Prague, 12 July 2005 (RFE/RL) -- The space shuttle launch pad at the Kennedy Space Center in Florida is buzzing with activity again after a pause of some 30 months. Countdown has started for the launch of the space shuttle "Discovery."
Since the disintegration during reentry of its sister craft "Columbia" -- with the loss of all seven astronauts on board -- the "Discovery" has been much modified and improved. The liftoff has been set for 3:51 p.m. Eastern Daylight Time tomorrow.
The flight is risky but it has to be done, say the experts. Clive Simpson is the editor of the "Spaceflight" magazine of the British Interplanetary Society.
"One always has to recognize that flying in space, particularly with humans, is always going to be a risky business. And I think they will have done as many tests as they possibly can on the ground," Simpson said. "But, of course, the ultimate test is to fly the shuttle again actually into space. And I think all that you can do is to make sure that you've covered every area possible, and then you have to put the vehicle to the test at some point.”
America's space agency NASA is sure that all the redesigns, improvements, and testing are complete and that "Discovery" is going to lift off on schedule.
"NASA has been working tirelessly to bring the space shuttle fleet back into readiness to get ready to go fly," said Kelly Humphries, a manned space program spokesman for NASA. "All the preparations are leading up to our ability to make the upcoming launch window."
The "Columbia" disaster was caused by a piece of insulation foam falling from the external tank of the space shuttle and damaging one of the orbiter's wings. Later, when the shuttle returned to Earth at the end of its mission, the damaged wing was unable to withstand the heat of re-entry through the atmosphere and the craft broke to pieces.
NASA has worked on this and other problems ever since the disaster commission findings. Now, most experts are satisfied with the improvements, says Simpson.
In command of "Discovery" will be an experienced astronaut, Eileen Collins, a veteran of several shuttle flights.
"We can never be a 100 percent sure, but I think we can be pretty confident that they sorted that issue and that problem," Simpson said. "And we're not going to get any major sort of flight problem through that."
In command of "Discovery" will be an experienced astronaut, Eileen Collins, a veteran of several shuttle flights. And most of the other members of the crew have flown in space before, too. The STS 114 mission -- as it is officially designated -- is to last 13 days. The shuttle will dock with the space station in orbit and a series of special tests will take place.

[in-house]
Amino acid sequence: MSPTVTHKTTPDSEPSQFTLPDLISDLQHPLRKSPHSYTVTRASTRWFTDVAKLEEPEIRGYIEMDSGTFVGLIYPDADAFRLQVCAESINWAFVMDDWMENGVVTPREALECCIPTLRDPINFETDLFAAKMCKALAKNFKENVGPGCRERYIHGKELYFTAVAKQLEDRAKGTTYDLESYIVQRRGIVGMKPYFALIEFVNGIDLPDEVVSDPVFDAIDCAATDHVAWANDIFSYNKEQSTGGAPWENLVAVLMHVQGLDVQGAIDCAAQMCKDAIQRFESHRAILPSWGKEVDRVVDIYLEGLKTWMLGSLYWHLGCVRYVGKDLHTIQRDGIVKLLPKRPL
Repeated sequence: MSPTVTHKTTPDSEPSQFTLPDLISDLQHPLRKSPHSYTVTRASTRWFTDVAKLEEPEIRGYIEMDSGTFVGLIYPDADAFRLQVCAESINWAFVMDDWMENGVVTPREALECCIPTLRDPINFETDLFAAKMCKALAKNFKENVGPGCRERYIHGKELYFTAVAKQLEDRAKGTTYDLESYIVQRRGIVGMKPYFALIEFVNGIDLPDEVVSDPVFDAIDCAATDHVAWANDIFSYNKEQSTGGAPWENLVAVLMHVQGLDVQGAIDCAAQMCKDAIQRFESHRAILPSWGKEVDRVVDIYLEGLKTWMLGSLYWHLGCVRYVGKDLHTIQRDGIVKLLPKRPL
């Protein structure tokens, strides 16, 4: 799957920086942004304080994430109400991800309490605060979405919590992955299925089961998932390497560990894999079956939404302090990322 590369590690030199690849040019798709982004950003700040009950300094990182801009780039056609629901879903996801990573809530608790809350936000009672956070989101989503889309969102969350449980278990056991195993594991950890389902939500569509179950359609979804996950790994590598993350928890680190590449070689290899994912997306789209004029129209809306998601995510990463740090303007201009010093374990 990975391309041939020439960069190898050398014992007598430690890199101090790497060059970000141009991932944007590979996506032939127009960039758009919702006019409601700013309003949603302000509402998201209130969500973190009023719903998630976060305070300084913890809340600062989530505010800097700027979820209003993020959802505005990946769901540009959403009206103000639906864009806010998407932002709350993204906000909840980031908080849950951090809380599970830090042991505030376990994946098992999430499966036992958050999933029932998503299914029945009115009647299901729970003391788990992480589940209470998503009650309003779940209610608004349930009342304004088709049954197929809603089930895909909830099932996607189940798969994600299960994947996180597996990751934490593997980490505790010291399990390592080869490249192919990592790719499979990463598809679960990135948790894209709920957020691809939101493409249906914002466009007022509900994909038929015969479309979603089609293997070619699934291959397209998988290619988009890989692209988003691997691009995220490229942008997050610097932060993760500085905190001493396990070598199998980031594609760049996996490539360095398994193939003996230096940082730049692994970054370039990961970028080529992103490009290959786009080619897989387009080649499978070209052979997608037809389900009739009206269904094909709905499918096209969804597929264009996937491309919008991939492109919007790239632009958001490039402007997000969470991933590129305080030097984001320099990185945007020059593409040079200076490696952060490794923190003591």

Two astronauts, Stephen Robinson and the Japanese mission specialist Soichi Noguchi, will step out into space to test ways of repairing the outer skin of the shuttle in orbit.
A special 15-meter extension boom with cameras attached at the end of "Discovery"'s manipulator arm will check all the surfaces of the craft for any damage. "Discovery" will be also scrutinized by the two astronauts on board the space station.
And powerful ground telescopes, as well as spy satellites in orbit will be monitoring the mission during the ascent and in orbit. Simpson concludes that with all these precautions the astronauts should be safe.
"NASA is extremely sensitive now [about] having any kind of mishap in space," Simpson said. "So, I think they're putting so many measures in place, and they will be ultra-cautious on launch day. So, that is why I believe that it will in fact be one of the safest missions to be launched.”
And he points out that if some damage that would prevent "Discovery" from returning safely back to Earth is discovered, the shuttle could wait for rescue while attached to the space station.
Another shuttle, the "Atlantis," will be standing by, ready to fly from 19 July. And all the food, water and air "Discovery" is carrying in a special Italian supply module called "Raffaello" would comfortably last the crew for many weeks.